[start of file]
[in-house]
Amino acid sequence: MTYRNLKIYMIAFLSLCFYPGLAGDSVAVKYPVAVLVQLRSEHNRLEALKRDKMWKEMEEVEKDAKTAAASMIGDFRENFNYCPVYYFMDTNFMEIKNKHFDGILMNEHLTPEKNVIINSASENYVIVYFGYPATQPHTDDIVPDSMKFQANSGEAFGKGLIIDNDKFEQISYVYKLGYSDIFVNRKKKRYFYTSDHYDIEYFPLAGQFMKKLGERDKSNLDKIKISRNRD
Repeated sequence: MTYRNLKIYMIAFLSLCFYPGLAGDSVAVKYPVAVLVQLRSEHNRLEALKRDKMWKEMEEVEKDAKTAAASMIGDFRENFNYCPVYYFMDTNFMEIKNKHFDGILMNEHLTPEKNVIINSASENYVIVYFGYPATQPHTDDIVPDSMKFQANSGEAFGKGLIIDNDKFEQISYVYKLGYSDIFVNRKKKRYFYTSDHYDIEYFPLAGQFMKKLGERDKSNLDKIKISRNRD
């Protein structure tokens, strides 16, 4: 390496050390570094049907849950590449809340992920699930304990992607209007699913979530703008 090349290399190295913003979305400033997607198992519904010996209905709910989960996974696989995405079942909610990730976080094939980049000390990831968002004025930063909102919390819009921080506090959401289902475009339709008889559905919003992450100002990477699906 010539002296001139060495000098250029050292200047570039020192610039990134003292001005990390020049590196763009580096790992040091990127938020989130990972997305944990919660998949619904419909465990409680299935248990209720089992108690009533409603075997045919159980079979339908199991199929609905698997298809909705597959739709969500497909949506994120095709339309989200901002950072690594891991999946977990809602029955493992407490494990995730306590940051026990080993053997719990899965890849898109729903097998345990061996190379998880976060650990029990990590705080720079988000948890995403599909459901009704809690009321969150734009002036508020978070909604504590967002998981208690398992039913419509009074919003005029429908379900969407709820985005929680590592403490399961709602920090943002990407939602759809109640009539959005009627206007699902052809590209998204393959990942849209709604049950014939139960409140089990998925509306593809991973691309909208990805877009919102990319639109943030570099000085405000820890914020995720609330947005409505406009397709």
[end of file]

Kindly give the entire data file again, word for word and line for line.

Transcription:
[in-house]
Amino acid sequence: MTYRNLKIYMIAFLSLCFYPGLAGDSVAVKYPVAVLVQLRSEHNRLEALKRDKMWKEMEEVEKDAKTAAASMIGDFRENFNYCPVYYFMDTNFMEIKNKHFDGILMNEHLTPEKNVIINSASENYVIVYFGYPATQPHTDDIVPDSMKFQANSGEAFGKGLIIDNDKFEQISYVYKLGYSDIFVNRKKKRYFYTSDHYDIEYFPLAGQFMKKLGERDKSNLDKIKISRNRD
Repeated sequence: MTYRNLKIYMIAFLSLCFYPGLAGDSVAVKYPVAVLVQLRSEHNRLEALKRDKMWKEMEEVEKDAKTAAASMIGDFRENFNYCPVYYFMDTNFMEIKNKHFDGILMNEHLTPEKNVIINSASENYVIVYFGYPATQPHTDDIVPDSMKFQANSGEAFGKGLIIDNDKFEQISYVYKLGYSDIFVNRKKKRYFYTSDHYDIEYFPLAGQFMKKLGERDKSNLDKIKISRNRD
């Protein structure tokens, strides 16, 4: 390496050390570094049907849950590449809340992920699930304990992607209007699913979530703008 090349290399190295913003979305400033997607198992519904010996209905709910989960996974696989995405079942909610990730976080094939980049000390990831968002004025930063909102919390819009921080506090959401289902475009339709008889559905919003992450100002990477699906 010539002296001139060495000098250029050292200047570039020192610039990134003292001005990390020049590196763009580096790992040091990127938020989130990972997305944990919660998949619904419909465990409680299935248990209720089992108690009533409603075997045919159980079979339908199991199929609905698997298809909705597959739709969500497909949506994120095709339309989200901002950072690594891991999946977990809602029955493992407490494990995730306590940051026990080993053997719990899965890849898109729903097998345990061996190379998880976060650990029990990590705080720079988000948890995403599909459901009704809690009321969150734009002036508020978070909604504590967002998981208690398992039913419509009074919003005029429908379900969407709820985005929680590592403490399961709602920090943002990407939602759809109640009539959005009627206007699902052809590209998204393959990942849209709604049950014939139960409140089990998925509306593809991973691309909208990805877009919102990319639109943030570099000085405000820890914020995720609330947005409505406009397709």